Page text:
Sunday, June 7, 2009

Diabetes | Signs and Symptoms

Signs and Symptoms of Diabetes

Many times there are no signs that you have diabetes.  This is especially true with type 2 diabetes.  This is how diabetes can go undetected for years.  The disease can emerge very slowly.  There will be a lack of symptoms.  And when symptoms do show up they vary quite a bit.  The signs and symptoms of diabetes can be anything and will occur from persistently high blood glucose.

There are two signs and symptoms that are classic red flags when it comes to diabetes:  An increased thirst and a frequent need to urinate.

Increased Thirst | Frequent Urination

High levels of glucose in your blood overwhelms your kidney’s filtering system.  Your kidneys can’t reabsorb all of the excess sugar, and it’s secreted into your urine with fluids drawn from your tissues.  This leads to more urination.  Because of all this urination you start to feel dehydrated.  To replace the fluids that your body is getting rid of, you will start to drink a lot of water or other beverages.

Diabetes Feels Like The Flu

Symptoms of diabetes, like always feeling tired, weakness and loss of appetite, can mimic a viral illness.  The reason being is because when you have diabetes and it’s not under control, the process of using glucose for energy is impaired, affecting the functions of your body.

Diabetes | Weight Loss or Gain

Some people with type 1 diabetes lose weight before diagnosis.  This is because of glucose lost through urination leads to calorie loss. 

More stored fat is used for energy, and muscle tissues may not get enough glucose to generate growth.  The weight loss might not be noticeable in people with type 2 diabetes because they tend to be overweight.  But in most people with type 2, and some people with type 1, diabetes develops after a period of weight gain.  Excess weight worsens insulin resistance, leading to an increase in blood sugar levels.

Diabetes | Blurred Vision

An over abundance of glucose  in your blood will draw out the fluid from the lenses in your eyes, causing them to thin and affecting their ability to focus.  If you lower your blood sugar it will help restore fluid to the lenses.  Your vision will probably remain blurry as the lenses adjust  to the restoration of the fluid.  But ultimately your vision more than likely will improve.  High blood glucose also can cause the formation of very small blood vessels in your eyes to bleed.  The blood vessels are not the cause of the symptoms, but bleeding from the vessels can be the cause of dark spots, flashing lights, rings around lights and blindness.

It is because diabetes related eye changes often don’t produce symptoms , it’s important that you see an eye doctor on a regular basis.  By dilating your pupils, an eye specialist is able to examine the blood vessels in each retina.

Slow-Healing Sores or Frequent Infections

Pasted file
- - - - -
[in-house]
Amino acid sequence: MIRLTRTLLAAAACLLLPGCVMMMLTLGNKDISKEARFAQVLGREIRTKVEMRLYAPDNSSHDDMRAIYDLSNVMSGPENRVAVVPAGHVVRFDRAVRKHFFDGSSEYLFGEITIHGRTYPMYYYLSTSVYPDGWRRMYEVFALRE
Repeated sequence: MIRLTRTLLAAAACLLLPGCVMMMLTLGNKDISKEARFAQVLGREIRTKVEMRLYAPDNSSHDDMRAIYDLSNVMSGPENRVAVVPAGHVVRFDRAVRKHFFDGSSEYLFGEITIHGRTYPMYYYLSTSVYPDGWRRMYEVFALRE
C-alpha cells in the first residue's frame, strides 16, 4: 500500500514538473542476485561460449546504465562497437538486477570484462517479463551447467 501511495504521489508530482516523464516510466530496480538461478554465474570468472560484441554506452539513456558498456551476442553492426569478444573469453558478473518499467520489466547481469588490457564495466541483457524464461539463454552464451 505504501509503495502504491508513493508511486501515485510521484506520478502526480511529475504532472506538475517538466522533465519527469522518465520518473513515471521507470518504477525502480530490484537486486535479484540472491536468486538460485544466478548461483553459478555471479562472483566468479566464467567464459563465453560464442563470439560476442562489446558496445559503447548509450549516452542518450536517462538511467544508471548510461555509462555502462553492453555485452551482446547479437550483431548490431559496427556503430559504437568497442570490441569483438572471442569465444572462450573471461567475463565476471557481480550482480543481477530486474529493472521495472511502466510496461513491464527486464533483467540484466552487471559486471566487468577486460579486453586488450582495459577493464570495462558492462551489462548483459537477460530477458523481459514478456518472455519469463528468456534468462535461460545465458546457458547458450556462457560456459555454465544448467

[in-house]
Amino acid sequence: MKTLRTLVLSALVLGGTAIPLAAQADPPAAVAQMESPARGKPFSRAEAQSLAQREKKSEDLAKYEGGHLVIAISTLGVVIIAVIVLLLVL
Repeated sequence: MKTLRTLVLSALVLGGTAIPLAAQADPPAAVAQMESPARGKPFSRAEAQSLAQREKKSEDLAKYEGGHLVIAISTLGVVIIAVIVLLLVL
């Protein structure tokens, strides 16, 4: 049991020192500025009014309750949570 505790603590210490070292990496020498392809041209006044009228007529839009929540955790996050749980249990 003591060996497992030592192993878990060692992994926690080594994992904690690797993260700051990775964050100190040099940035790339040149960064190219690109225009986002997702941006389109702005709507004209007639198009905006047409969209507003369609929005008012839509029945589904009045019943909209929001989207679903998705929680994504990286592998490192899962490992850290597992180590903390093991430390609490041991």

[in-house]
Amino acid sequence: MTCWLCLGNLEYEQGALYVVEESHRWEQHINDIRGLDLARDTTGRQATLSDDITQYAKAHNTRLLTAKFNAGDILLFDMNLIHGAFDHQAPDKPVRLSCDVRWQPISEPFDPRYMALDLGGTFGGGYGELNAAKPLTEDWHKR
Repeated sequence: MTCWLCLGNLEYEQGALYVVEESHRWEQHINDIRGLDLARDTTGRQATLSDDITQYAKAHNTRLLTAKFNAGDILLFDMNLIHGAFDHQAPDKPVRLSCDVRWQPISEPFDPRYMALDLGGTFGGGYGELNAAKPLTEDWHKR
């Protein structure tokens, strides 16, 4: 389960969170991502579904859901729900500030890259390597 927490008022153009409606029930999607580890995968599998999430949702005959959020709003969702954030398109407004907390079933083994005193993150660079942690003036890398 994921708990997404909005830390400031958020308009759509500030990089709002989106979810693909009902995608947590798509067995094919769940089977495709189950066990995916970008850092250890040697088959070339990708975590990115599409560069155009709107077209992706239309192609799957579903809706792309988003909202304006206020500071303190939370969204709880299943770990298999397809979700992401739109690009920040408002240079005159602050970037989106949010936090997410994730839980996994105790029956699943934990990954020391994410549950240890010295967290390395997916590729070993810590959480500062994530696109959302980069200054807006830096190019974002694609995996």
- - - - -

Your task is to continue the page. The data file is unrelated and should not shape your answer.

High levels of blood glucose block your body’s natural healing process and its ability to ward off infections.  For females, bladder and vaginal infections are especially common.

Tingling Feet and Hands

If there is too much glucose in the blood it can damage the nerves, which are normally nourished by the blood.  Nerve damage can produce quite a few symptoms.  The most common are a tingling feeling and a loss of sensation that occurs mainly in your feet and hands.  This results from damage to the sensory nerves.  A person can also experience pain in the extremities:  legs, feet, arms and hands, this can also include burning pain.

Tender Gums that are Red and Swollen

One of the things that diabetes can do is weaken your mouths ability to ward off germs.  This will increase the risk factor of infection in the gums and the bones that hold the teeth in place.

Diabetes Warning Signs for Type 1 and Type 2

  • Excessive thirst
  • Frequent Urination
  • Constant Hunger
  • Unexplained Weight Loss
  • (In Type 2) Unexplained Weight Gain
  • Flu-Like Symptoms..Weakness and Fatigue
  • Blurred Vision
  • Slow-Healing Cuts or Bruises
  • Tingling or Loss of Felling in hands and feet
  • Infections of Gums or Skin
  • Recurring Vaginal or Bladder Infections

If you exhibit and of the signs or symptoms of diabetes you should consult with a medical doctor.

2 comments:

  1. So happy to see someone posting this information in such a clear, concise manner!

    I am a PR Specialist in new Jersey and a client of ours is working in the early stages of a new treatment development for diabetes. We are currently asking diabetes patients to take this brief survey to assist us with the research. Please take our survey and pass along to as many diabetes patients as possible!

    The link to the survey: http://www.surveymonkey.com/s.aspx?sm=TZ5nRW6cYPpkuSDKX1J1FQ_3d_3d

    We will repost the link to your blog on twitter for helping us!

    ReplyDelete